ABS weathering

Just out of interest, has anyone got any ABS parts they’ve had sitting around in direct sunlight/heat for awhile? In particular the white village plastics ABS. I’m curious as to how quickly UV affects unprotected plastic.

ABS is basically the same thing as Lego plastic, and will be have roughly the same way. The different colors in particular are affected differently due to their reflective properties. Red pieces seem to break down sooner than blue ones, etc. Something with thin walls will weaken after a few years. A large thick clamping fixture will be fine for quite a long time if printed properly

I made a pair of ABS plastic clips that are attached to the edge of the top of my boat that sits in the Florida sun year-round. The clips hold outrigger lines together while not in use. The clips have held up well, better than I expected, for more than a year now. I used neutral (no pigment) ABS.

Depending on the kind of pigment they used to make white filament, it could hold up up even better. White pigment is titanium dioxide which is used as a whitener, opacifier and UV protection. However, some pigments are designed for durability and some for interior applications. Non-durable TiO2 is photo-active and can actually accelerate UV degradation on the surface. That’s what causes the chalking you see on some weathered exterior paints. However, the opacifying quality of the pigment will protect the polymer below the surface, so it should actually extend the useful life. (I’m now retired after many years in the white pigment manufacturing business.)

Wow, a much better answer than I could ever have hoped for!

Is there a way to do a fast test to find the durability of a pigment in a particular filament short of leaving it out in the sun for a few years?

Black is usually ok, prone to heat warping, Neutral or White is generally least affected, avoid red, it tends to go pale and chalky. Gray is usually safe, blue is a mixed bag, some fade, some don’t.

That’s just based off my experiance and not over super long times, but hopefully that helps some.

The additives used to make pigments durable (or not) are added at the ppm to % levels, which makes them too difficult to detect (never mind measure) in the filament. There are methods for accelerated weathering tests, but they require expensive lab equipment. The gold-standard weather testing is actually exposing to south Florida sun for years.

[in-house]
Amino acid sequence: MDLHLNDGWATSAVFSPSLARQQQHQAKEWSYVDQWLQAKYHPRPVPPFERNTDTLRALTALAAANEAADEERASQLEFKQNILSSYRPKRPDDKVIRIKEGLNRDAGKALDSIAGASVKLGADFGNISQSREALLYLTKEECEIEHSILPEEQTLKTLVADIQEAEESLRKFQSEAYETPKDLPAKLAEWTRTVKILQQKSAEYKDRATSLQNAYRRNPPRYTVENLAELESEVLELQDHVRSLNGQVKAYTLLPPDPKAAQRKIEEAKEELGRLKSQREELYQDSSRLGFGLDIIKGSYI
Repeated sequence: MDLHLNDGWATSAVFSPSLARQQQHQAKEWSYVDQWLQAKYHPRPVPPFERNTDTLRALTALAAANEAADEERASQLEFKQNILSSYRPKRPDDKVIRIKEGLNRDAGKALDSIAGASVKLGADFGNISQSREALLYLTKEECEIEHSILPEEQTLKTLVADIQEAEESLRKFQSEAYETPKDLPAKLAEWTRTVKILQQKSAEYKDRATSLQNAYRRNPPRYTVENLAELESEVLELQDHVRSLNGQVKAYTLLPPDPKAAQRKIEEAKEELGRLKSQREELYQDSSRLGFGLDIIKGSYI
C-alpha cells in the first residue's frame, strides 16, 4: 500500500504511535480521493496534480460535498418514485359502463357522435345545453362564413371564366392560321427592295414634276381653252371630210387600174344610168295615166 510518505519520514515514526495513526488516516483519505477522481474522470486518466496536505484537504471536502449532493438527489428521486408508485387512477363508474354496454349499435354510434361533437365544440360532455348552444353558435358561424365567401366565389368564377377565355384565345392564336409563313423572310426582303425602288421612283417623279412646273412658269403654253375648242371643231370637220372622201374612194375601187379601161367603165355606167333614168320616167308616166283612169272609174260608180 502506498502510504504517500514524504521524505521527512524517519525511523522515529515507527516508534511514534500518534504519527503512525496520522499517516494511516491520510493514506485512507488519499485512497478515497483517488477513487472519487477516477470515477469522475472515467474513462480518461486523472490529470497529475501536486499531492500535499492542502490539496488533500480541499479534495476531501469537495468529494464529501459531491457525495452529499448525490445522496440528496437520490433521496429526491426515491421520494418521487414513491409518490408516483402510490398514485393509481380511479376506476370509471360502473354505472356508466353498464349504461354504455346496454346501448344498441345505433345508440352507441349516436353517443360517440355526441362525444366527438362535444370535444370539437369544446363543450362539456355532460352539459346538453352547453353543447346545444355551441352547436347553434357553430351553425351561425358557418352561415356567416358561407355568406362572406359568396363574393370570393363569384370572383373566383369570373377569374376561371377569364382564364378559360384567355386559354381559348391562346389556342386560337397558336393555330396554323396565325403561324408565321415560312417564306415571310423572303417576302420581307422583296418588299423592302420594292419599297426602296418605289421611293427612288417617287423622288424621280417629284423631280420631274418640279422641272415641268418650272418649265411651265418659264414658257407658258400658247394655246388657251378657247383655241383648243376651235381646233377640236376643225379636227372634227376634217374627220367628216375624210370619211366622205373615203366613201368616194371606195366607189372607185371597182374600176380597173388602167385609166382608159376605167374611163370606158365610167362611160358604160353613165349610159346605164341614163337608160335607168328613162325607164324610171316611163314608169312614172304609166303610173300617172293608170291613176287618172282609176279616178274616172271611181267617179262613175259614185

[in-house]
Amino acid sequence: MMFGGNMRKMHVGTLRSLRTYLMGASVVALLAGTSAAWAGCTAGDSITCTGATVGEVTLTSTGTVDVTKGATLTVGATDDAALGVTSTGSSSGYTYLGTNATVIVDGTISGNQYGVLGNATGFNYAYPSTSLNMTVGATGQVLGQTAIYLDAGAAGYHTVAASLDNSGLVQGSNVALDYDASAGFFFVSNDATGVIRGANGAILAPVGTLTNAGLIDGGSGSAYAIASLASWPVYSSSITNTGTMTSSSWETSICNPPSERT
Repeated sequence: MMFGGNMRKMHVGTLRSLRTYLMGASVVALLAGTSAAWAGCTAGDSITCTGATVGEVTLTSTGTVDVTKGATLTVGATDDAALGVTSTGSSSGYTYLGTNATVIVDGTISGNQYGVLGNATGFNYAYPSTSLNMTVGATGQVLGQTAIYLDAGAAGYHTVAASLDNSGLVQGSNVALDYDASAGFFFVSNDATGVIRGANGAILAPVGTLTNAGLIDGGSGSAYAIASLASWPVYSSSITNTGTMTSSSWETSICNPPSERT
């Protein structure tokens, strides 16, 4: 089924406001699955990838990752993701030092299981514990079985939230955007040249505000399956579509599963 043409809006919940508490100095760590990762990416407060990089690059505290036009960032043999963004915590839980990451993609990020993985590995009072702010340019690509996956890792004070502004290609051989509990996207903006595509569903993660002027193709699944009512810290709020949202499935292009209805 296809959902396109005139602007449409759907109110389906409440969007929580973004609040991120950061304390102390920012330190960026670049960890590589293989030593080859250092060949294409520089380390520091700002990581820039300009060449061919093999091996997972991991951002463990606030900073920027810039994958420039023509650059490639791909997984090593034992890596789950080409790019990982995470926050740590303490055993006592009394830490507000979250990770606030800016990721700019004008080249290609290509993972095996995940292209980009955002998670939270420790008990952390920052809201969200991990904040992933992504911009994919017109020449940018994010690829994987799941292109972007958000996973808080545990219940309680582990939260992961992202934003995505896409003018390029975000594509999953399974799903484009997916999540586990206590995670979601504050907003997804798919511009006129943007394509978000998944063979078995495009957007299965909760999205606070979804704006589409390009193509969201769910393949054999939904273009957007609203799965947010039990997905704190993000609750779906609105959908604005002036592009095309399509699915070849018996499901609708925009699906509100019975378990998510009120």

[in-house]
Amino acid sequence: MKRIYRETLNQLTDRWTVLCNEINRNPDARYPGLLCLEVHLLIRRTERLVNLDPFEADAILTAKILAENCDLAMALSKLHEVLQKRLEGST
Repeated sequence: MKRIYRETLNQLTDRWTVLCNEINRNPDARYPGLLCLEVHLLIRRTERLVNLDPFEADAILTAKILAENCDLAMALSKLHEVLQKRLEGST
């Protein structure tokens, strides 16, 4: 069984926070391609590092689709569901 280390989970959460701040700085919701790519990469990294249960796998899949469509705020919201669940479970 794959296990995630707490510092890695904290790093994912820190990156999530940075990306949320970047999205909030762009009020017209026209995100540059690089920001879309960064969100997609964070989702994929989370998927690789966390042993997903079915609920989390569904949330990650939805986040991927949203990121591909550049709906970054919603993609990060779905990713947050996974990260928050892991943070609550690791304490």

I agree with Piercer on colors. Red pigment is very unstable. Black uses carbon black as a pigment which probably absorbs UV. Grey probably uses both TiO2 and carbon black pigments.

There are also UV blocking clear coat sprays you could apply after for extra protection.

Within the last few months ASA is available at 3dxtech - I am not sure of the forum rules about offsite links, so just google it.

I bought two spools for a outside pool skimmer robot I made - its prints very similar to ABS

Here are is the description:

Arctic Blue 3DXMAX® ASA (Acrylonitirle Styrene Acrylate) is a UV-resistant weatherable polymer. Our ASA has a low-gloss matte finish that makes it a perfect filament for technical prints - especially when you don’t want the high-gloss surface finish often associated with many other 3D printing materials such as ABS, PETG, or PLA. ASA’s UV-stability makes it an ideal material for outdoor applications that will experience intense exposure to the sun and weather. ASA’s exceptional mechanical and thermal properties - coupled with excellent UV-stability - is why this resin is used the Auto, Marine, and RV industries for exterior applications such as mirror housings, cowl covers, radiator grills, and sensor housings.

Diameter Specifications:

1.75mm +/- 0.05mm
2.85mm +/- 0.05mm
Test Data: ASA has similar mechanical & thermal properties compared to ABS. Data from printed ISO test bars:

Tensile Strength: 43 MPa
Tensile Modulus: 2010 MPa
Tensile Elongation: 6%
Tg: 103°C
Please note: 2kg, 4kg, and 10kg reels are special order and may take up to 3-5 business days to ship.

Recommended Print Conditions:

Extruder Temp: 235 - 255°C
Bed Temp: 90-110°C, cool the bed down by about 10-20°C after the first couple of layers
Bed Prep: 3DXTech Polyimide Tape, ABS / Acetone Slurry, or Hairspray on clean glass
Enclosure: We recommend using a printer with an enclosure to help keep some heat in while printing with ASA
Support: Our HIPS support works great to create complex parts.